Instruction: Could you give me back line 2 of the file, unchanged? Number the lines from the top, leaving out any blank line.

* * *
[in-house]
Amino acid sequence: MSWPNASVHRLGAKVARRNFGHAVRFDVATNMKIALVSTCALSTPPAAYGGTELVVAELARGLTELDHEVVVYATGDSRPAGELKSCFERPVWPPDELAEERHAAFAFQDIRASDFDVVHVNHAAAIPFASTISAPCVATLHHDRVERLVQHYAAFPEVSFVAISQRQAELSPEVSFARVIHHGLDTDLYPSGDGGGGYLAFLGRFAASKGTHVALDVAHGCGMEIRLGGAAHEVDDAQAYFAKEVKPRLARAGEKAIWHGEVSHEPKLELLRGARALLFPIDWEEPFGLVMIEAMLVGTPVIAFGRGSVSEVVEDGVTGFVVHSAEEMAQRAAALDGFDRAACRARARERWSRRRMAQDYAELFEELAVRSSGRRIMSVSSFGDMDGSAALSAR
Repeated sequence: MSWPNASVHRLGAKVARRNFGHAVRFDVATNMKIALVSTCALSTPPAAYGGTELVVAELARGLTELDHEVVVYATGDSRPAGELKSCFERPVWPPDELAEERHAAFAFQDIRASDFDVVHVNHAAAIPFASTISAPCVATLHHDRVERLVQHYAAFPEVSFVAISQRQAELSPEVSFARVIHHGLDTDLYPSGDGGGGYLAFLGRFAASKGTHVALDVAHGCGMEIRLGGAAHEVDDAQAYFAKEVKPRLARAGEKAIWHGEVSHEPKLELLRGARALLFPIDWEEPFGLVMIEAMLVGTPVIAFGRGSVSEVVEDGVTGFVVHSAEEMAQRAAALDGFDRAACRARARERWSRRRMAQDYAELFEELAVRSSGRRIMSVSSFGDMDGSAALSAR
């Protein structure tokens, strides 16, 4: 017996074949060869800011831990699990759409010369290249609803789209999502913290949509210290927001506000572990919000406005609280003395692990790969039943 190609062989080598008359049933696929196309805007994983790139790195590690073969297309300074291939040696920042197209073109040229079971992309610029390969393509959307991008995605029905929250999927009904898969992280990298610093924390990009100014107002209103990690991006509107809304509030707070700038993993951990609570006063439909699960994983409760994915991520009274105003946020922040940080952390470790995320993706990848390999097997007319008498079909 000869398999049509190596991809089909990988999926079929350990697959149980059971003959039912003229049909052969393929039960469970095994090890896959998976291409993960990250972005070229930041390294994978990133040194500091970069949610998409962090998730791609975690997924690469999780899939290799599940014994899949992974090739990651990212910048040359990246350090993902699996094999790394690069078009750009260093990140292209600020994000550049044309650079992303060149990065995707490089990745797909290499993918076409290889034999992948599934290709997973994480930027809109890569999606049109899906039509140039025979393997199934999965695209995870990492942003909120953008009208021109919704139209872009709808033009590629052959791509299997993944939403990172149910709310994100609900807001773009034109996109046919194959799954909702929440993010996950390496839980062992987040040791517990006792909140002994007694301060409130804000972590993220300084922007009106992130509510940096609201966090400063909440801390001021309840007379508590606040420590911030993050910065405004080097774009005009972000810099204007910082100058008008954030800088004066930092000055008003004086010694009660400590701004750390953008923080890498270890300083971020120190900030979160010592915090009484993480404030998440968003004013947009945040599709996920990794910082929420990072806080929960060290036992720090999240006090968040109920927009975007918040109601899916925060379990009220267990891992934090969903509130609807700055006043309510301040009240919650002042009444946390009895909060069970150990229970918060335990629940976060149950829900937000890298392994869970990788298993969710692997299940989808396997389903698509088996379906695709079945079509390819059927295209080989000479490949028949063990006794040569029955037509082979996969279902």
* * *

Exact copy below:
Amino acid sequence: MSWPNASVHRLGAKVARRNFGHAVRFDVATNMKIALVSTCALSTPPAAYGGTELVVAELARGLTELDHEVVVYATGDSRPAGELKSCFERPVWPPDELAEERHAAFAFQDIRASDFDVVHVNHAAAIPFASTISAPCVATLHHDRVERLVQHYAAFPEVSFVAISQRQAELSPEVSFARVIHHGLDTDLYPSGDGGGGYLAFLGRFAASKGTHVALDVAHGCGMEIRLGGAAHEVDDAQAYFAKEVKPRLARAGEKAIWHGEVSHEPKLELLRGARALLFPIDWEEPFGLVMIEAMLVGTPVIAFGRGSVSEVVEDGVTGFVVHSAEEMAQRAAALDGFDRAACRARARERWSRRRMAQDYAELFEELAVRSSGRRIMSVSSFGDMDGSAALSAR